NFL Playing On Despite COVID Issues
In every NFL season, there are losing teams that hit December and just want to finish the schedule and go home. To get to January. In 2020, it’s all about the league itself getting to January during a pandemic that daily is becoming harder to deal with.
If Week 12 is a harbinger, NFL executives will be doing more scrambling than Lamar Jackson and Kyler Murray. They’ve already twice postponed the Thanksgiving night showcase game between Baltimore and Pittsburgh, and it’s still in jeopardy for Tuesday night with more than 20 Ravens on the COVID-19 list. Denver, thanks to protocol violations by its quarterbacks, started an undrafted rookie wide receiver at the critical position and, unsurprisingly, barely moved the ball. There also were hefty fines to the Saints and Patriots for not being as diligent about coronavirus protocols as they need to be.
The NFL deserves praise for getting this far with minimal disruptions compared with what we are seeing in the college game. Yet there is a foreboding environment right now. Teams have been ordered to steer clear of their facilities on Monday and Tuesday as the pandemic rages across the country. Pro football tries to soldier on, but for how long?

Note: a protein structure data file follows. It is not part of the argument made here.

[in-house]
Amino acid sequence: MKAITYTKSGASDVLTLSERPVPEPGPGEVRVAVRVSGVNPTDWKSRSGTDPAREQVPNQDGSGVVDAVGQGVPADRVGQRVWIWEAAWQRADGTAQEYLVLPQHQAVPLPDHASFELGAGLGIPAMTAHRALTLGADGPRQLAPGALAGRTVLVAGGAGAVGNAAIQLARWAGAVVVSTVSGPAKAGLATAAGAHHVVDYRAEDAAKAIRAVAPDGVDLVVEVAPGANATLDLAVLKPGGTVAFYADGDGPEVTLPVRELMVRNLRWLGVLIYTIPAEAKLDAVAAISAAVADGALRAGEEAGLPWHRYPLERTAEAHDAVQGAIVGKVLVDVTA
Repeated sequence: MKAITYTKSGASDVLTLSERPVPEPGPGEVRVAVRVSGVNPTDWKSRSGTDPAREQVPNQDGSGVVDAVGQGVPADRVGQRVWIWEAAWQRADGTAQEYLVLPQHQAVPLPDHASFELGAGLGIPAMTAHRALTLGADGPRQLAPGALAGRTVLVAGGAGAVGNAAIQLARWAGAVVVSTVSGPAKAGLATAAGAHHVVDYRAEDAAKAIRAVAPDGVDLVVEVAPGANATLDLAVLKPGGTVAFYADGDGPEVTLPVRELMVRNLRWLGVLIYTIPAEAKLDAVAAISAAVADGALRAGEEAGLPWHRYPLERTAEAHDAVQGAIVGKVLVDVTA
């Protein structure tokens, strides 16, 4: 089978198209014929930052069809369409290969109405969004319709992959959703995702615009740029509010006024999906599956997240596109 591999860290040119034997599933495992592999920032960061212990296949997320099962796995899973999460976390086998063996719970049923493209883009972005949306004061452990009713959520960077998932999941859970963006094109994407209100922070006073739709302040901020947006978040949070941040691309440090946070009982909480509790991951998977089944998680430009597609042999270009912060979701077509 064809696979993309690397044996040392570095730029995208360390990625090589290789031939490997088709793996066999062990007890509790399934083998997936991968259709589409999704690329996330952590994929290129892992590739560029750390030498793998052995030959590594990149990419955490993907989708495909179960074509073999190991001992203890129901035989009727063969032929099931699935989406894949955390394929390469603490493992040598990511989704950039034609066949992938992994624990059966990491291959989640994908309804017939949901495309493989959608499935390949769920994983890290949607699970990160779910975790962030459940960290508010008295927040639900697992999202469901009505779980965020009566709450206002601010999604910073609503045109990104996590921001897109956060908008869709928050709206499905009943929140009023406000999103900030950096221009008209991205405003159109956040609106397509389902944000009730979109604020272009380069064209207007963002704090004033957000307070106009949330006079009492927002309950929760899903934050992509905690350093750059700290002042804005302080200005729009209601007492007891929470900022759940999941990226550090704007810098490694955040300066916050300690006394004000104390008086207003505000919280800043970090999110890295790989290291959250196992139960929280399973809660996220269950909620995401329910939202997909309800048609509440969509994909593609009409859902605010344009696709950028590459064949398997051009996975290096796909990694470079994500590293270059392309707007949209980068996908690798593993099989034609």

As the number of COVID-19 cases rises across the league, the potential for more postponements — even cancellations or forfeits, neither of which the NFL truly wants to ponder — also rises. One option that seems more logical by the day is for the league to create a Week 18 for the second weekend in January. With outbreaks within teams a higher likelihood than ever — and having a week to play with because the bye between the conference championships and the Super Bowl could be eliminated — instituting a Week 18 has its merits.
Certainly, it would lessen the chance of mismatches such as what happened Sunday in Denver, a 31-3 Saints romp that never was in doubt; is that the way NFL games should be? And it could help avoid what could be a similarly lopsided contest in Pittsburgh on Tuesday night, should that game be played.
“I don’t think ‘weird’ is the right word,” said Saints coach Sean Payton, whose team was fined $500,000 and docked a seventh-round draft pick for repeatedly defying NFL protocols. “Look, everything about this season’s unusual. So, we kind of tune out the things we can’t control. … And then what it is we can control? And let’s find a way to get our next W.”
Do coaches really want that next W, or next L, to happen because their team or their opponent is severely undermanned due to the coronavirus? If so, that’s as cold as Lambeau Field in the midst of winter.
There are five more weeks of trying to do so, and recent results have been distressing.